By Ryan Michaels
The Birmingham Times
Two incumbents and two newcomers are vying for seats in the Birmingham runoff elections for City Council held on Oct. 5. The polls open at 7 a.m.
In district 4, incumbent council president William Parker will face activist J.T. Moore. Parker garnered, 1,501 votes, or 41.9 percent, of the vote in the district, while Moore received 830 votes, or 23.1 percent, in the August 24 general election.
In district, 9, Incumbent John Hilliard is facing Alabama Justice Initiative CEO LaTonya Tate. Hilliard received 2,212 votes, or 49.2 percent, of the vote last month while Tate received 1,320, or 29.3 percent.
Parker, a former state Rep. for Alabama District 59, said he wants to secure more funding for the district, including from the $53.1 million American Rescue Plan money the city received from the federal government. Cooperation with the mayor’s office is an important part of this goal, he said.
“My job is to continue to advocate for the residents of district 4, but a lot of that is in the purview of the mayor…we have got to have the cooperation of the mayor’s office,” Parker said. “I’m a strong advocate for residents in my district.”
Moore, the 33-year-old Woodlawn Coordinator for Volunteer Lawyers Birmingham, said he relates to issues in his district.
“I truly do care about their concerns because their concerns are mine,” he said. “I live in the district. The same issues that they have, I have them too, so it’s not something that is far off to me…I go through the same things.”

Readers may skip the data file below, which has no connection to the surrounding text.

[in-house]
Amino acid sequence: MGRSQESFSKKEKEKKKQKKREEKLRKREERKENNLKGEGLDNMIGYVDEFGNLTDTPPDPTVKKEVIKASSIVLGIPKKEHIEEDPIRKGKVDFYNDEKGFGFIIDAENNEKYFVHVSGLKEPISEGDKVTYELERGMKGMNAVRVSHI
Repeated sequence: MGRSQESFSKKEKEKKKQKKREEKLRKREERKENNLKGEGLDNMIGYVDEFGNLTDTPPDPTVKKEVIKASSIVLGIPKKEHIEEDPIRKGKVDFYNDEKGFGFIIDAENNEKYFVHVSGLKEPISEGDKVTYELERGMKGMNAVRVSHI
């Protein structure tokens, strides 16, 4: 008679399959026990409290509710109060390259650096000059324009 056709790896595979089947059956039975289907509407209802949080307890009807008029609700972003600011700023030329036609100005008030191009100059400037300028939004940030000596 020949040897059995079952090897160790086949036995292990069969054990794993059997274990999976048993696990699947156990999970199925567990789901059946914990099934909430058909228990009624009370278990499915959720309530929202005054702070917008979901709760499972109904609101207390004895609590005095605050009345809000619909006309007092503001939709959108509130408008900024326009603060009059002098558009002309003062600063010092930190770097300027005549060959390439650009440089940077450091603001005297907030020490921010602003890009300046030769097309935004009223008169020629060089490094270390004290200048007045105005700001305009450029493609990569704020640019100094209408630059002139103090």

Hilliard, a former a state Rep. for Alabama District 60, said his work as chair of the council’s Economic Development committee, and projects in his district like getting funding for One Pratt Park are crucial to his success. Just after the general election, Hilliard said he was ready to fight for a second term.
“I got my tennis shoes on, and I’m ready to run and do everything I have to do and use every resource at my fingertips to make it happen,” he said.
Tate said her experience with the Alabama Justice Initiative and her ability to listen to residents make her the best candidate for the district.
“We’ve got to listen to what the people are saying in these neighborhoods and make sure we’re pushing their agenda and just staying true to who I am, an advocate, a person that is willing to fight,” Tate said. “I think I showed that in this race, that I’m a true fighter.”
Incumbent William Parker
Parker, the current Council President, was initially appointed to the seat to replace Maxine Parker, his mother, after her death on November 12, 2013, but he also won in a special election held in 2014. During his mother’s tenure on the council, Parker served as an aide. Parker currently serves as the chair for the council’s Committee of the Whole; Parks, Recreation, Cultural Arts and Tourism; Planning and Zoning and Census 2020 Committees. In 1998, Parker was elected to serve in the Alabama House of Representatives for district 59 after Lewis Spratt retired. Prior to his election to the state house, Parker had served as a legislative assistant to former Rep. Earl Hilliard. He has led weekly COVID-19 town halls and spearheaded a number of council vaccination drives. Parker graduated from Talladega College in 1994, with a bachelor’s degree in finance.